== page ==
It's always amusing to point out the oxymoron when some Tufton Bufton Tory comes up with an idiotic comment on preserving England's "native Anglo-Saxon" heritage from immigrants. Quite.

(One of the great things about being home in the North-east of England again is the sense of that contact across the North Sea: a different kind of Europhilia. Middlesbrough has a Swedish consulate and church; ferries run from Newcastle and Hull to the Scandinavian peninsula.)
posted by holgate at 1:28 PM on April 15, 2001


They stopped going to Greenland, and that colony disappeared in what must have been an excruciatingly lonely death.

This chapter in the history of European colonization is discussed in a section of poet and novelist Evan S. Connell's first book of essays on history, The White Lantern (which is one of my favorite books; the eponymous essay, on Shackleton, is particularly good). He writes:
About fifty years later [that is, around 1540] a German merchant ship was blown by strong winds into a Greenland fjord. Buildings were visible, so the crew went ashore. They saw a dead European lying on the frozen ground. He was dressed in sealskin and frieze -- which is a coase woolen cloth with a shaggy nap. Beside his body lay a dagger, very thin from constant whetting. Evidently this was the corpse of the last Viking in the New World. There being no one left alive to bury him, he lay on the earth rather than in it.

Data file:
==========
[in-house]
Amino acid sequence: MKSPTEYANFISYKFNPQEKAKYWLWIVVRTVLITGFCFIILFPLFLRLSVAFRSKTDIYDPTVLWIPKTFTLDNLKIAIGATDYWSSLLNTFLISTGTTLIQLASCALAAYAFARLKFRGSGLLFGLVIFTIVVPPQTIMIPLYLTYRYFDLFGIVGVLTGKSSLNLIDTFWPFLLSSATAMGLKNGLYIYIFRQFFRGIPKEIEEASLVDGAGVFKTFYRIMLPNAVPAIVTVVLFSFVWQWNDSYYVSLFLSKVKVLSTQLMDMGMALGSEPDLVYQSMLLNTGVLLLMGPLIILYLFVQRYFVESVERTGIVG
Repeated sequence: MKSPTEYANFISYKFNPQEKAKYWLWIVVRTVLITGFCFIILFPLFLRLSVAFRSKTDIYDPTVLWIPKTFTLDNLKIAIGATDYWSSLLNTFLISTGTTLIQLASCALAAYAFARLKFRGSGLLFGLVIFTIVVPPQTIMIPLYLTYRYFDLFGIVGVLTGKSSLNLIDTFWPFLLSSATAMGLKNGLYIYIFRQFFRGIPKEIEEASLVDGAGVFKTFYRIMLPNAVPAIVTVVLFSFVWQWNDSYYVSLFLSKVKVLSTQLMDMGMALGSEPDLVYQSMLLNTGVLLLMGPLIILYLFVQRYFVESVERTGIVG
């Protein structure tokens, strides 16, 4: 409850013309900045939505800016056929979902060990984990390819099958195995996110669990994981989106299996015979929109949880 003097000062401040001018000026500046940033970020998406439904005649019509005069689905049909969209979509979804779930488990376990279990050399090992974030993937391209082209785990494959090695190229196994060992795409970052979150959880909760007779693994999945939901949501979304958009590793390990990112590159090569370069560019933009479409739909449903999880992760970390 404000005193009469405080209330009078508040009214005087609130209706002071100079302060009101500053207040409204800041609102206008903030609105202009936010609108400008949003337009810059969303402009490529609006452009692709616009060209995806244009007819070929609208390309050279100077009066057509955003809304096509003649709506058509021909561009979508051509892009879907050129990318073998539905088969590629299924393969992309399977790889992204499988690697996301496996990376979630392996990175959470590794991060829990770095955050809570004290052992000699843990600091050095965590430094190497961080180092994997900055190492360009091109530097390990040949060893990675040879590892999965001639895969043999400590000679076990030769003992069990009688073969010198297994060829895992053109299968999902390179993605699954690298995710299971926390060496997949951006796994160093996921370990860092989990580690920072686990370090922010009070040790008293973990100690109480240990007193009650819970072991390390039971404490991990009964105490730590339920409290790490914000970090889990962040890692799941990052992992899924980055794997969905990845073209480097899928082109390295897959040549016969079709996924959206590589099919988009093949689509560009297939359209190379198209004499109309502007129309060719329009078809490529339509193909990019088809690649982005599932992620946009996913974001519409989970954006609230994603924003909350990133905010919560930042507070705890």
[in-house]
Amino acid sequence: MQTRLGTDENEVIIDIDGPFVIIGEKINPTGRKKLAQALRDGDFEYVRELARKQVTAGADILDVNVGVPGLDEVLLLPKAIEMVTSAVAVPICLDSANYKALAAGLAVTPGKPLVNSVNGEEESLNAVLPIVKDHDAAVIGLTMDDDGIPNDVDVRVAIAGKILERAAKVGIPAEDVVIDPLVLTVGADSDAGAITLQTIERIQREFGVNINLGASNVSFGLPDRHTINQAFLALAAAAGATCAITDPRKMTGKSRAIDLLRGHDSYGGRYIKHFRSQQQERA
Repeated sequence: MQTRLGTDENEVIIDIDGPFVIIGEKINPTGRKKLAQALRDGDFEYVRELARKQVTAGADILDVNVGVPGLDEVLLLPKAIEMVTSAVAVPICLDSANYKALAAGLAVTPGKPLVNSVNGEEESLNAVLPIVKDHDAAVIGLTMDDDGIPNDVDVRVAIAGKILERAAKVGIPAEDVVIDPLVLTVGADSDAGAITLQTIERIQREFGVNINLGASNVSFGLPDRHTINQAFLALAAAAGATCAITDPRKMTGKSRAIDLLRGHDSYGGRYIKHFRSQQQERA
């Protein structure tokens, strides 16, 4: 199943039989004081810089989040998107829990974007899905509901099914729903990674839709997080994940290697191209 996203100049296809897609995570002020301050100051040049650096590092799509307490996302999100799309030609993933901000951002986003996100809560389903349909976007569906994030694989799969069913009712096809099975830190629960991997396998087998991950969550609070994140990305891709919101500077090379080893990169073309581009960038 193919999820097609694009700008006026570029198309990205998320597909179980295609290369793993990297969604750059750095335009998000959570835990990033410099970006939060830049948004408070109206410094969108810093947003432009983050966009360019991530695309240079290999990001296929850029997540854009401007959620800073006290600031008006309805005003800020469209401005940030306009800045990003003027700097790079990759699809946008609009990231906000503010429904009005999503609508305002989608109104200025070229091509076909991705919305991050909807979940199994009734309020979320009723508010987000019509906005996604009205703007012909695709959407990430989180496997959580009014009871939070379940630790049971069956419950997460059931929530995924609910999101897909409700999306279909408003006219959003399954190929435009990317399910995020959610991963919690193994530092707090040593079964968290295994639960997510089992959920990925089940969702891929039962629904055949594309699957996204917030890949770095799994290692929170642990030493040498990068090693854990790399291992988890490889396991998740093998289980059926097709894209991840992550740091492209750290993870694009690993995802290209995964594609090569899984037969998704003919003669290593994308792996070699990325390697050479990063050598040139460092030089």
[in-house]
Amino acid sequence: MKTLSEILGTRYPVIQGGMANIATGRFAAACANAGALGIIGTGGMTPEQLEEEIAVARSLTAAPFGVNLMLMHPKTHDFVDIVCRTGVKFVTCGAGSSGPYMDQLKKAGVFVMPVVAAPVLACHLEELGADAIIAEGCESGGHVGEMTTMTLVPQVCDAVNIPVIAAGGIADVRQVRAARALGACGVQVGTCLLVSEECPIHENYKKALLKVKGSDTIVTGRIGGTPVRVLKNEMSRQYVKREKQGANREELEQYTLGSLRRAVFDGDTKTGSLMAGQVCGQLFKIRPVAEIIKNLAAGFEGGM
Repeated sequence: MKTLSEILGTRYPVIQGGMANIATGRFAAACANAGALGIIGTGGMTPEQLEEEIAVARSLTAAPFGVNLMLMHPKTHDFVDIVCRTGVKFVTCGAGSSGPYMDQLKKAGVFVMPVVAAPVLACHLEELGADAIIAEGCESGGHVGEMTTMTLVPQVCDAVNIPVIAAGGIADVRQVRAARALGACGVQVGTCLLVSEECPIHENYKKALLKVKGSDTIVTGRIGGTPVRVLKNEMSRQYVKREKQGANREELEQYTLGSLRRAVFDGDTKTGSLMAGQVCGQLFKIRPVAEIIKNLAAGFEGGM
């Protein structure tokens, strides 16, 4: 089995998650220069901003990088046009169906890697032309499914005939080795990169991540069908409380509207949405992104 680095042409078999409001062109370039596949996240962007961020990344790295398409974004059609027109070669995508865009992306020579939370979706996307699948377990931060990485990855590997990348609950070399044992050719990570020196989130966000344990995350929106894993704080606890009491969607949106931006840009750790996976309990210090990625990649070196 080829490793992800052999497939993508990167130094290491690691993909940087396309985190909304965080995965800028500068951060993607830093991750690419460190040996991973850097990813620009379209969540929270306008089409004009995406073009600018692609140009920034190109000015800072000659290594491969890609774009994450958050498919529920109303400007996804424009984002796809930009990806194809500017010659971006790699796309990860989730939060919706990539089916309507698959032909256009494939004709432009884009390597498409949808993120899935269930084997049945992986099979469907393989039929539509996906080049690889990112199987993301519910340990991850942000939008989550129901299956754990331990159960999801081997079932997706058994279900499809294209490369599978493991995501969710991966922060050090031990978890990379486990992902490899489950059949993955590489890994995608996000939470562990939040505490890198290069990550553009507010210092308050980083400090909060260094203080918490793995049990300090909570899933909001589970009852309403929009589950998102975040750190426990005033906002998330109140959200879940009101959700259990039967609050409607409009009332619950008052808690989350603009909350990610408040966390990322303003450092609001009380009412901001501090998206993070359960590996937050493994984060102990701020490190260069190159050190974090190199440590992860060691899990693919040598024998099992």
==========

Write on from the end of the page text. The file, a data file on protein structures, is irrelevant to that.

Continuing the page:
I find the last two sentences so utterly bleak...
posted by snarkout at 1:52 PM on April 15, 2001


As a Norwegian, I have to ask that you never discuss Viking history in front of people like these. I don't want to have a reparations suit slapped in my face, after all, and you probably know why.

PS: For more on the Vikings, go here.
posted by frednorman at 1:59 PM on April 15, 2001


Excuse my ignorance regarding York's 'coast' or rather total lack of it...doh!

Was I wrong in describing York as a busy port in the Viking world? I'm assuming that a port can be based on having decent river access to the sea.
posted by lagado at 12:58 AM on April 16, 2001


lagado: I just think that calling York a "port" sounds a bit silly to natives of the region (like me), in the context of modern ports on the Tees and Humber estuaries. York/Jorvik was an important settlement because it's at the confluence of two rivers: a crossroads, or a "port-of-call", if you like.

Anyway, here's a good map of Britain's inland waterways. And there's an even better map of the Scandinavian settlements in the area.
posted by holgate at 9:42 AM on April 16, 2001


Thanks, for that, holgate. Much appreciated.

I guess that the main point (for thick people like me) was that the Vikings weren't just seafarers and they settled large populations in the area.

I find it interesting from an ideological perspective that the Norse don't get more credit in the makeup of the population of so-called Anglo-Saxon (and in passing Celtic) Britain. They are still viewed chiefly as invaders (as if their cousins the Saxons and Angels weren't).
posted by lagado at 5:05 PM on April 16, 2001